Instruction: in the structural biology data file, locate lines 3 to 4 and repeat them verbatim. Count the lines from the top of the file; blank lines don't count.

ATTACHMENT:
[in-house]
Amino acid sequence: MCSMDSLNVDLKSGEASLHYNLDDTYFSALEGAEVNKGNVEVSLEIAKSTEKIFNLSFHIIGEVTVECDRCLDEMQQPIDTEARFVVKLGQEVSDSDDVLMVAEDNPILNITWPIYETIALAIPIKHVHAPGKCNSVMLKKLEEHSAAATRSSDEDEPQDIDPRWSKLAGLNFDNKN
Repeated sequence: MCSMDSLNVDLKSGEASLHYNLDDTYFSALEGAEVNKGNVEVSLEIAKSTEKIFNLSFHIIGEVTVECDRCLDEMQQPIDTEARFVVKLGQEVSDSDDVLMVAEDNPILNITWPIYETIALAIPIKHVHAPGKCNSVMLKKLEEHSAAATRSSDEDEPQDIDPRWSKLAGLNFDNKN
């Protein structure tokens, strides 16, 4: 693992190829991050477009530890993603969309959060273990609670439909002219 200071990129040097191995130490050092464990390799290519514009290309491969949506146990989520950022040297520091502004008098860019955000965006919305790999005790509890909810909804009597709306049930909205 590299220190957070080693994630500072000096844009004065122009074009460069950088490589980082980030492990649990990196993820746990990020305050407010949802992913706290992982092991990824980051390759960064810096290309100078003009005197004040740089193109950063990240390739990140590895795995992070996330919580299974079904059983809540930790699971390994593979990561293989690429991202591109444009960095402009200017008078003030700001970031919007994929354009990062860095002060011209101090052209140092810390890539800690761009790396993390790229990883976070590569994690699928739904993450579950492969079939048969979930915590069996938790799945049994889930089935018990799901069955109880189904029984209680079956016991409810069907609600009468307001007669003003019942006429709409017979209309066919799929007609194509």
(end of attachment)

Repeated sequence: MCSMDSLNVDLKSGEASLHYNLDDTYFSALEGAEVNKGNVEVSLEIAKSTEKIFNLSFHIIGEVTVECDRCLDEMQQPIDTEARFVVKLGQEVSDSDDVLMVAEDNPILNITWPIYETIALAIPIKHVHAPGKCNSVMLKKLEEHSAAATRSSDEDEPQDIDPRWSKLAGLNFDNKN
């Protein structure tokens, strides 16, 4: 693992190829991050477009530890993603969309959060273990609670439909002219 200071990129040097191995130490050092464990390799290519514009290309491969949506146990989520950022040297520091502004008098860019955000965006919305790999005790509890909810909804009597709306049930909205 590299220190957070080693994630500072000096844009004065122009074009460069950088490589980082980030492990649990990196993820746990990020305050407010949802992913706290992982092991990824980051390759960064810096290309100078003009005197004040740089193109950063990240390739990140590895795995992070996330919580299974079904059983809540930790699971390994593979990561293989690429991202591109444009960095402009200017008078003030700001970031919007994929354009990062860095002060011209101090052209140092810390890539800690761009790396993390790229990883976070590569994690699928739904993450579950492969079939048969979930915590069996938790799945049994889930089935018990799901069955109880189904029984209680079956016991409810069907609600009468307001007669003003019942006429709409017979209309066919799929007609194509």